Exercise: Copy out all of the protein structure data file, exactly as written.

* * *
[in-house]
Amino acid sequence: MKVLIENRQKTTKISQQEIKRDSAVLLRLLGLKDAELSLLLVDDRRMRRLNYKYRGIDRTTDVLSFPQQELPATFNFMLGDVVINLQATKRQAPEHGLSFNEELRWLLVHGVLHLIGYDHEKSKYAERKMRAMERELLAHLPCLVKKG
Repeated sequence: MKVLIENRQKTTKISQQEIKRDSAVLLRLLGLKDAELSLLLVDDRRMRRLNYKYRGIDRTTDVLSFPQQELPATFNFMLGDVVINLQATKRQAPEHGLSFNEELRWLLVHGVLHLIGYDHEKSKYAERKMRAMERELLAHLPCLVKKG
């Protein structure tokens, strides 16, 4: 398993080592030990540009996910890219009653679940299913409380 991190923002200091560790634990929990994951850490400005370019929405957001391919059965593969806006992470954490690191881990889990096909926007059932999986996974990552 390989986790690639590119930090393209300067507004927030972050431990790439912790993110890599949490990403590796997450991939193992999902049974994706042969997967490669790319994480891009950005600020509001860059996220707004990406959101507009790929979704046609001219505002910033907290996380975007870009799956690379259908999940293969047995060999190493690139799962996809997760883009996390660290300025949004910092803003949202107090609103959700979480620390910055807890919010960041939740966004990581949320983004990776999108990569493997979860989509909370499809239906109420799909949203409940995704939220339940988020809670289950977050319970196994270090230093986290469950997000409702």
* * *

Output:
[in-house]
Amino acid sequence: MKVLIENRQKTTKISQQEIKRDSAVLLRLLGLKDAELSLLLVDDRRMRRLNYKYRGIDRTTDVLSFPQQELPATFNFMLGDVVINLQATKRQAPEHGLSFNEELRWLLVHGVLHLIGYDHEKSKYAERKMRAMERELLAHLPCLVKKG
Repeated sequence: MKVLIENRQKTTKISQQEIKRDSAVLLRLLGLKDAELSLLLVDDRRMRRLNYKYRGIDRTTDVLSFPQQELPATFNFMLGDVVINLQATKRQAPEHGLSFNEELRWLLVHGVLHLIGYDHEKSKYAERKMRAMERELLAHLPCLVKKG
């Protein structure tokens, strides 16, 4: 398993080592030990540009996910890219009653679940299913409380 991190923002200091560790634990929990994951850490400005370019929405957001391919059965593969806006992470954490690191881990889990096909926007059932999986996974990552 390989986790690639590119930090393209300067507004927030972050431990790439912790993110890599949490990403590796997450991939193992999902049974994706042969997967490669790319994480891009950005600020509001860059996220707004990406959101507009790929979704046609001219505002910033907290996380975007870009799956690379259908999940293969047995060999190493690139799962996809997760883009996390660290300025949004910092803003949202107090609103959700979480620390910055807890919010960041939740966004990581949320983004990776999108990569493997979860989509909370499809239906109420799909949203409940995704939220339940988020809670289950977050319970196994270090230093986290469950997000409702």